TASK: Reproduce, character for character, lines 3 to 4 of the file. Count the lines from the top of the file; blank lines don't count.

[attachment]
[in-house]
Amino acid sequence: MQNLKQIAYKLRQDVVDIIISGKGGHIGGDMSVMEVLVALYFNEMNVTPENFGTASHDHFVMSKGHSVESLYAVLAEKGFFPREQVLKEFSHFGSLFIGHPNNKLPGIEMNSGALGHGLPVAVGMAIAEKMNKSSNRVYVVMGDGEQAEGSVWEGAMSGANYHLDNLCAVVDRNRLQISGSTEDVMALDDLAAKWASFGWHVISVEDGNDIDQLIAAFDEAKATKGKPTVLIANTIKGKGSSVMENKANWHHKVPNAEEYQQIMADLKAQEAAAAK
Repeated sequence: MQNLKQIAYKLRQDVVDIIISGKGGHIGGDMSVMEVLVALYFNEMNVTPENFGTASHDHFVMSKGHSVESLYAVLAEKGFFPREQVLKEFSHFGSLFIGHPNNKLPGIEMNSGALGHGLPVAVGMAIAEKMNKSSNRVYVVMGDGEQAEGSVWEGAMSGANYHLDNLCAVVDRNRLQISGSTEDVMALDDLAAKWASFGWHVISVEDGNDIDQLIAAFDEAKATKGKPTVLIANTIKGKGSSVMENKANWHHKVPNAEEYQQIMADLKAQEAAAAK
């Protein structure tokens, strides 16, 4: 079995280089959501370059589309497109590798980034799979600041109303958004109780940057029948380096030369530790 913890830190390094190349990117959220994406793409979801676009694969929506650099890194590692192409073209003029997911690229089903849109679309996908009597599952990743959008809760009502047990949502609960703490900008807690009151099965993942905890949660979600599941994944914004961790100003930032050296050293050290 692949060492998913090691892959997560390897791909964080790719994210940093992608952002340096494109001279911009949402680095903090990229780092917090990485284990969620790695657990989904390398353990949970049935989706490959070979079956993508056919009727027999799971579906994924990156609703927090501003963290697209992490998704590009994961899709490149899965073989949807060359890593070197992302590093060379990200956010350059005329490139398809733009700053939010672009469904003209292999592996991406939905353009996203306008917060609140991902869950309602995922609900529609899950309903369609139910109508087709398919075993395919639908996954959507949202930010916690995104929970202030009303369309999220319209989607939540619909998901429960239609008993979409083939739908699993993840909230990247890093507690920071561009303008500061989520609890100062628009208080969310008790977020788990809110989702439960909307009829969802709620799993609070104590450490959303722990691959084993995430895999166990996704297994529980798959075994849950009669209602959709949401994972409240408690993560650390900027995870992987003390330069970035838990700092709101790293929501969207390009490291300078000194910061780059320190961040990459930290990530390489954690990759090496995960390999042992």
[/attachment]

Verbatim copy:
Repeated sequence: MQNLKQIAYKLRQDVVDIIISGKGGHIGGDMSVMEVLVALYFNEMNVTPENFGTASHDHFVMSKGHSVESLYAVLAEKGFFPREQVLKEFSHFGSLFIGHPNNKLPGIEMNSGALGHGLPVAVGMAIAEKMNKSSNRVYVVMGDGEQAEGSVWEGAMSGANYHLDNLCAVVDRNRLQISGSTEDVMALDDLAAKWASFGWHVISVEDGNDIDQLIAAFDEAKATKGKPTVLIANTIKGKGSSVMENKANWHHKVPNAEEYQQIMADLKAQEAAAAK
């Protein structure tokens, strides 16, 4: 079995280089959501370059589309497109590798980034799979600041109303958004109780940057029948380096030369530790 913890830190390094190349990117959220994406793409979801676009694969929506650099890194590692192409073209003029997911690229089903849109679309996908009597599952990743959008809760009502047990949502609960703490900008807690009151099965993942905890949660979600599941994944914004961790100003930032050296050293050290 692949060492998913090691892959997560390897791909964080790719994210940093992608952002340096494109001279911009949402680095903090990229780092917090990485284990969620790695657990989904390398353990949970049935989706490959070979079956993508056919009727027999799971579906994924990156609703927090501003963290697209992490998704590009994961899709490149899965073989949807060359890593070197992302590093060379990200956010350059005329490139398809733009700053939010672009469904003209292999592996991406939905353009996203306008917060609140991902869950309602995922609900529609899950309903369609139910109508087709398919075993395919639908996954959507949202930010916690995104929970202030009303369309999220319209989607939540619909998901429960239609008993979409083939739908699993993840909230990247890093507690920071561009303008500061989520609890100062628009208080969310008790977020788990809110989702439960909307009829969802709620799993609070104590450490959303722990691959084993995430895999166990996704297994529980798959075994849950009669209602959709949401994972409240408690993560650390900027995870992987003390330069970035838990700092709101790293929501969207390009490291300078000194910061780059320190961040990459930290990530390489954690990759090496995960390999042992």